Programming language: C#
License: MIT License
Tags: CLI    
Latest version: v1.3

CommandDotNet alternatives and similar packages

Based on the "CLI" category.
Alternatively, view CommandDotNet alternatives based on common mentions on social networks and blogs.

Do you think we are missing an alternative of CommandDotNet or a related project?

Add another 'CLI' Package


Nuget NuGet Pre Release NuGet GitHub

GitHub last commit Netlify Build

Gitter Discord


A modern framework for building modern CLI apps

Out of the box support for commands, sub-commands, validations, dependency injection, piping and streaming, enums & custom types, typo suggestions, prompting, passwords, response files and much more! See the features page.

Favors POSIX conventions

Includes [test tools](TestTools/overview.md) used by the framework to test all features of the framework.

Modify and extend the functionality of the framework through configuration and middleware.

Documentation 👉 https://commanddotnet.bilal-fazlani.com


For bugs, create an issue

For questions and feature requests, start a discussion

For a quick walkthrough of features, see our Getting Started guides

Here's a starter:


Begin by creating the commands:

<!-- snippet: getting-started-100-calculator -->

public class Program
    // this is the entry point of your application
    static int Main(string[] args)
        // AppRunner<T> where T is the class defining your commands
        // You can use Program or create commands in another class
        return new AppRunner<Program>().Run(args);

    // Add command with two positional arguments
    public void Add(int x, int y) => Console.WriteLine(x + y);

    // Subtract command with two positional arguments
    public void Subtract(int x, int y) => Console.WriteLine(x - y);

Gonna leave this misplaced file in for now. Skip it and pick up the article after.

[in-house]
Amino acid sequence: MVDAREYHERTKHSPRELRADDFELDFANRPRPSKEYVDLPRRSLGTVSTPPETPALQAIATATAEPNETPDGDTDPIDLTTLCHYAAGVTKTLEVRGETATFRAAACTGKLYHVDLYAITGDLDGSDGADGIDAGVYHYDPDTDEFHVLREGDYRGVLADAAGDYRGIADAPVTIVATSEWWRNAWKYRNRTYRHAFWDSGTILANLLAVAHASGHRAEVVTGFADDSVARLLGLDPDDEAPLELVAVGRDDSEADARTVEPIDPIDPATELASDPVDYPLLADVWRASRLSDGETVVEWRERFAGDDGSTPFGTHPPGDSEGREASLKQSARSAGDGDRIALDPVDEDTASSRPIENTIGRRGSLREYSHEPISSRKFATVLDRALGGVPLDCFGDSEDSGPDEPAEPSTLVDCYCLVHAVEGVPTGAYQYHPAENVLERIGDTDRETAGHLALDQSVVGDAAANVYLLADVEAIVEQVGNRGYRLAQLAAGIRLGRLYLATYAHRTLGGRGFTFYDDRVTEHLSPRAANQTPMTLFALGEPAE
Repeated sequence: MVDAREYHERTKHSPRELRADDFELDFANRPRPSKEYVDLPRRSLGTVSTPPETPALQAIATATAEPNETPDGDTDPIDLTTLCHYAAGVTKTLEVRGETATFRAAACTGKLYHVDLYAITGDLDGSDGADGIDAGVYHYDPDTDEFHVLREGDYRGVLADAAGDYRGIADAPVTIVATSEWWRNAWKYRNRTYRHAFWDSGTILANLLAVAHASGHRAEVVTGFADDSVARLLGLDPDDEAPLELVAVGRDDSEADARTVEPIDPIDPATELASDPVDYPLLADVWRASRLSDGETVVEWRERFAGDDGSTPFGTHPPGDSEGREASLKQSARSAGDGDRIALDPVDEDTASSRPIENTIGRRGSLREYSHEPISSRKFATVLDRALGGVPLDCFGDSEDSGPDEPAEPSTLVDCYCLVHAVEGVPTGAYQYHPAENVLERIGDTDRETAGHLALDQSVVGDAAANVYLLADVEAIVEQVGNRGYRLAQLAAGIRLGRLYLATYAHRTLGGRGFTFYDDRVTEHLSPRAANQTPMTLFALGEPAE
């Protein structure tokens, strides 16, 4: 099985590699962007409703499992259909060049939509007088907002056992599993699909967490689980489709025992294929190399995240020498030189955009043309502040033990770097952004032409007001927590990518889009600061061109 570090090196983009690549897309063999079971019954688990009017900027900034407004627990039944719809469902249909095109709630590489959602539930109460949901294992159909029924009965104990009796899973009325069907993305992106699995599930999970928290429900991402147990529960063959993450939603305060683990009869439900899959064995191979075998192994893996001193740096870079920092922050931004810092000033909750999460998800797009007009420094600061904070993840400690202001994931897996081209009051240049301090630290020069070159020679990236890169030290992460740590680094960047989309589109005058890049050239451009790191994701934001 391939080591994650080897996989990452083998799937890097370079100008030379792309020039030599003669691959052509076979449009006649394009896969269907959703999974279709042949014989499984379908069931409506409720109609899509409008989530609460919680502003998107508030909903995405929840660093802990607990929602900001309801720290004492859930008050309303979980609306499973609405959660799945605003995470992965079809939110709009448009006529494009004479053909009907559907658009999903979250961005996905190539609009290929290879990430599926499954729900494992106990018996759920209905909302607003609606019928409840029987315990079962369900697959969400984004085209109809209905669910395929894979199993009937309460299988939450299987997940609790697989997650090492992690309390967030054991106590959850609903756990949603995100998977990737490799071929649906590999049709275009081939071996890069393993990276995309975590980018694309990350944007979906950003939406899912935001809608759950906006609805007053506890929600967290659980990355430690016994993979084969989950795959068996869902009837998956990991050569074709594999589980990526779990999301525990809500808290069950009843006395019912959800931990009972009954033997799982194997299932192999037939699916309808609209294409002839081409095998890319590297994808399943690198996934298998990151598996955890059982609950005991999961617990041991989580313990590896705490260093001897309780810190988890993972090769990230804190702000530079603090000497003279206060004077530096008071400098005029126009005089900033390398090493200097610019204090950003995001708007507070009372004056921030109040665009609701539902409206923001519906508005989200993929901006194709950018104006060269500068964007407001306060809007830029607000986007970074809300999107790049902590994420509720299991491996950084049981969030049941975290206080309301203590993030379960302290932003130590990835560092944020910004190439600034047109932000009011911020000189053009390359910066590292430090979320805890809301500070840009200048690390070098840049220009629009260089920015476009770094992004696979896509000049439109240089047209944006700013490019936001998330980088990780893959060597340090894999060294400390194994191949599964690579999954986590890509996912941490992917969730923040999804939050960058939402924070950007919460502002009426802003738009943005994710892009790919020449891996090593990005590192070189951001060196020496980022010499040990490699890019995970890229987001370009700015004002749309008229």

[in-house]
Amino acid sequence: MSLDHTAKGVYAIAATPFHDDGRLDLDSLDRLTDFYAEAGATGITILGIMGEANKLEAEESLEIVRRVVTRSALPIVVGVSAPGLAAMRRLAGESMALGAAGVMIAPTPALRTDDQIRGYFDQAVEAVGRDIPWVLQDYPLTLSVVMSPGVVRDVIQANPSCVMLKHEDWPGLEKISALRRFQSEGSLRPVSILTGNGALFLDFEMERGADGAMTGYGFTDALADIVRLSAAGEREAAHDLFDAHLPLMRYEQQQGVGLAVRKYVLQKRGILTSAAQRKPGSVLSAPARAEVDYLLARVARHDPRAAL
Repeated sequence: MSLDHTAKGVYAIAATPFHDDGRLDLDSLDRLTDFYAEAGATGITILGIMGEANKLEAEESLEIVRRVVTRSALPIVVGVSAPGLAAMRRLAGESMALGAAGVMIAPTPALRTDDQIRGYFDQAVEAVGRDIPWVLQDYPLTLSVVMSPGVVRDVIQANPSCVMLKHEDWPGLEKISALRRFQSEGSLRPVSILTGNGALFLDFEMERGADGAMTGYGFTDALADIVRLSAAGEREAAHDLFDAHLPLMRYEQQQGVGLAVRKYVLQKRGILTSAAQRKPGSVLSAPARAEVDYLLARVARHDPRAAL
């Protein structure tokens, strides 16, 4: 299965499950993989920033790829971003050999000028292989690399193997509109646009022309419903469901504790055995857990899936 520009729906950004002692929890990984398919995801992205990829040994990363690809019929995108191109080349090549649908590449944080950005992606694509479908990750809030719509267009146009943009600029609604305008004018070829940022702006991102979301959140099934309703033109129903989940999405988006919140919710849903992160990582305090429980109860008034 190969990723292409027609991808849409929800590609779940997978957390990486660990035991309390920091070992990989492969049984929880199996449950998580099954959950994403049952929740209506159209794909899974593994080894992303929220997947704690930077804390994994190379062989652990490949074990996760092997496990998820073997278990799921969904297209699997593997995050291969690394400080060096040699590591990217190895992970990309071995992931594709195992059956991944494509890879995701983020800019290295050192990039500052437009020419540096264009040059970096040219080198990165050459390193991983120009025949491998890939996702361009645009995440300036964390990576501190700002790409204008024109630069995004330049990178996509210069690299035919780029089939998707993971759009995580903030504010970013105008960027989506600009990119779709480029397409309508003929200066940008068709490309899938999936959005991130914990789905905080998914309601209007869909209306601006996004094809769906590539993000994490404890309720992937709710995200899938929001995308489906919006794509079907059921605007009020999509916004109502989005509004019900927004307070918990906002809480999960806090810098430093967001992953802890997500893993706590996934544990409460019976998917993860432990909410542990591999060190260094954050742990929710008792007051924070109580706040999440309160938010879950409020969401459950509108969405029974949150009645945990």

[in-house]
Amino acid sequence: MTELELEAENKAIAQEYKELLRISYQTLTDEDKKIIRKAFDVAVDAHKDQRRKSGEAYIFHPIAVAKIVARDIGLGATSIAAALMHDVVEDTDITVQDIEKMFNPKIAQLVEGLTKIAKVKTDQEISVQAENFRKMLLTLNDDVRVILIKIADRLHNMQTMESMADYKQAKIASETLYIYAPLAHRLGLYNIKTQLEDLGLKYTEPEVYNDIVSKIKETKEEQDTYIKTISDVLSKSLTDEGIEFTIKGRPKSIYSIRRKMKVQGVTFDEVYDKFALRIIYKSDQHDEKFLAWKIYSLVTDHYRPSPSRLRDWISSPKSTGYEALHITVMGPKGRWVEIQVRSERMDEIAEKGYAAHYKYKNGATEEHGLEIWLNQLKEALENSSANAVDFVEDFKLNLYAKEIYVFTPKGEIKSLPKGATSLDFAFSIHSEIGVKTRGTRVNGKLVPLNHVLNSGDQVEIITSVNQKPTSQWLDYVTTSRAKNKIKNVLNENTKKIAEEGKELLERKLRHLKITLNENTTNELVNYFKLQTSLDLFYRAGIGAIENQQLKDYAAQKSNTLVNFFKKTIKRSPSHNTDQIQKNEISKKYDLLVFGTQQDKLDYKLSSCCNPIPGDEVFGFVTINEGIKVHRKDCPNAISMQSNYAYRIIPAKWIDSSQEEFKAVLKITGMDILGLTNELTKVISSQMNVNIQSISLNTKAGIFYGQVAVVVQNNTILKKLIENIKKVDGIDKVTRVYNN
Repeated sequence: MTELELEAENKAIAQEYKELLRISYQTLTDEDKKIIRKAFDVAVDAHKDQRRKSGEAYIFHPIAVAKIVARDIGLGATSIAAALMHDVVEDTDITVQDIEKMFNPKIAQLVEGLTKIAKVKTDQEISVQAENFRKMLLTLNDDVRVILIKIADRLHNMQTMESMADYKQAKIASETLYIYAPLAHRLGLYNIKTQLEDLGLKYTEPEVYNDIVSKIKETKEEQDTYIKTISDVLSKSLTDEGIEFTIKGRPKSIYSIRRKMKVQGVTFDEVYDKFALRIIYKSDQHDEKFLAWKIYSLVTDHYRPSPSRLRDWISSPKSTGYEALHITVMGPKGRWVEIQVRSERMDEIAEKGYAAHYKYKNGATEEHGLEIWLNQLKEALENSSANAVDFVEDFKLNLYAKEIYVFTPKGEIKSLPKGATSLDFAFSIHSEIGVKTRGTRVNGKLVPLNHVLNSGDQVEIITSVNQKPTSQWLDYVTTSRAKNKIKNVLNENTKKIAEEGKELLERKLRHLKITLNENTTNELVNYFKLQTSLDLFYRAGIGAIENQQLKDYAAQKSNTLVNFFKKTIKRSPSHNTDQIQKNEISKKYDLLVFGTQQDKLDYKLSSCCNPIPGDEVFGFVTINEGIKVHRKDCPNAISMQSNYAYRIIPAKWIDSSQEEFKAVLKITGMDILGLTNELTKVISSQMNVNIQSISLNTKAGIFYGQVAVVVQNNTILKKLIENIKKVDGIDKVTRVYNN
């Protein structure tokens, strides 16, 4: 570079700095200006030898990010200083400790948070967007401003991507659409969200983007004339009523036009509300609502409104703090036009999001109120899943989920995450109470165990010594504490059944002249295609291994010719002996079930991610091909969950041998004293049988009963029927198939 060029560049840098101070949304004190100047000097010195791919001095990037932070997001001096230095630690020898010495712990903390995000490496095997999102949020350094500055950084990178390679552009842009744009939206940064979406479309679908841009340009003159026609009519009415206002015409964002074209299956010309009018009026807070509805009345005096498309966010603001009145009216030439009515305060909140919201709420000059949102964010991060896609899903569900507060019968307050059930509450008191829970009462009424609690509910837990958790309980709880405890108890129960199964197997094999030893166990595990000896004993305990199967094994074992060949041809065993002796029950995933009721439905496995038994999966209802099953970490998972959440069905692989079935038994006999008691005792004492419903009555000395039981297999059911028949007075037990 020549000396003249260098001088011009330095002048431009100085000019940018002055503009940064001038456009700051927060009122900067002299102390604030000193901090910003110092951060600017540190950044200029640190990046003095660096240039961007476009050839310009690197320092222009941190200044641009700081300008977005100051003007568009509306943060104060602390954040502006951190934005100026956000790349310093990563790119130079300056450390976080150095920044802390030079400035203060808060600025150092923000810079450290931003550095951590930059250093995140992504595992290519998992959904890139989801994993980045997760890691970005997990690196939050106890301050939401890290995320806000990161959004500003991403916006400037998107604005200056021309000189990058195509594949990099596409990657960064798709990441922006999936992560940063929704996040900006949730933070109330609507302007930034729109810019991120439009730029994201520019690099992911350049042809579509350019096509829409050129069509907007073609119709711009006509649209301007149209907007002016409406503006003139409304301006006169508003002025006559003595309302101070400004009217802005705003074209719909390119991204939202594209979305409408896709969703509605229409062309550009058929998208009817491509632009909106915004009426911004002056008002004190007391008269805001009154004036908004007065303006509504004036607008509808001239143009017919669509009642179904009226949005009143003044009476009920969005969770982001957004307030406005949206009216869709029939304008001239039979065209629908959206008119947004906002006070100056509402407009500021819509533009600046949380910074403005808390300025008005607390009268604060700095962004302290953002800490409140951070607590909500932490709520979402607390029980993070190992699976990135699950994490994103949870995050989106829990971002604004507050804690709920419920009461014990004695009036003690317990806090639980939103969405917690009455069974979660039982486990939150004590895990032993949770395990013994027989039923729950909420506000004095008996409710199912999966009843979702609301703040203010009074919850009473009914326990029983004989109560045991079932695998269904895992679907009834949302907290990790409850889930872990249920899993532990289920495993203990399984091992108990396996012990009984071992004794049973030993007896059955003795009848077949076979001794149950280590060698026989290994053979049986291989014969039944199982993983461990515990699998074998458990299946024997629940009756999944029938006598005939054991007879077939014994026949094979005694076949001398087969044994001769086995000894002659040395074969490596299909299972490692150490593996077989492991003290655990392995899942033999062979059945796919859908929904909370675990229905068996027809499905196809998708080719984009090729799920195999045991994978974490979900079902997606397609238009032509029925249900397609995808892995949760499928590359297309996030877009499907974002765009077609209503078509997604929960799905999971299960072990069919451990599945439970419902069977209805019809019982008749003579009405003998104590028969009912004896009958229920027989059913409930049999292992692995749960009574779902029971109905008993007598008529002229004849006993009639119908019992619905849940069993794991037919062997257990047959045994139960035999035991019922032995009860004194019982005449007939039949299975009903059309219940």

snippet source | anchor <!-- endSnippet -->

That's it. You now have an applciation with two commands. Let's see about how we can call it from command line.

Assuming our application's name is calculator.dll, let's run this app from command line using dotnet. First we'll check out the auto-generated help.

<!-- snippet: getting-started-100-calculator-help -->

$ dotnet calculator.dll --help
Usage: dotnet calculator.dll [command]



Use "dotnet calculator.dll [command] --help" for more information about a command.

snippet source | anchor <!-- endSnippet -->

From the root we can see the available commands. Instead of --help we could have used -h or -?. We'll use -h to get help for the Add command.

<!-- snippet: getting-started-100-calculator-add-help -->

$ dotnet calculator.dll Add -h
Usage: dotnet calculator.dll Add <x> <y>


  x  <NUMBER>

  y  <NUMBER>

snippet source | anchor <!-- endSnippet -->

Let's try it out by adding two numbers

<!-- snippet: getting-started-100-calculator-add -->

$ dotnet calculator.dll Add 40 20

snippet source | anchor <!-- endSnippet -->

CommandDotNet will validate if the arguments can be converted to the correct type.

<!-- snippet: getting-started-100-calculator-add-invalid -->

$ dotnet calculator.dll Add a 20
'a' is not a valid Number

snippet source | anchor <!-- endSnippet -->

Check out the docs for more examples

See our Getting Started guides to see how to improve the help documentation, test the application and utilize the many other features of CommandDotNet.

Credits 🎉

Special thanks to Drew Burlingame for continuous support and contributions

*Note that all licence references and agreements mentioned in the CommandDotNet README section above are relevant to that project's source code only.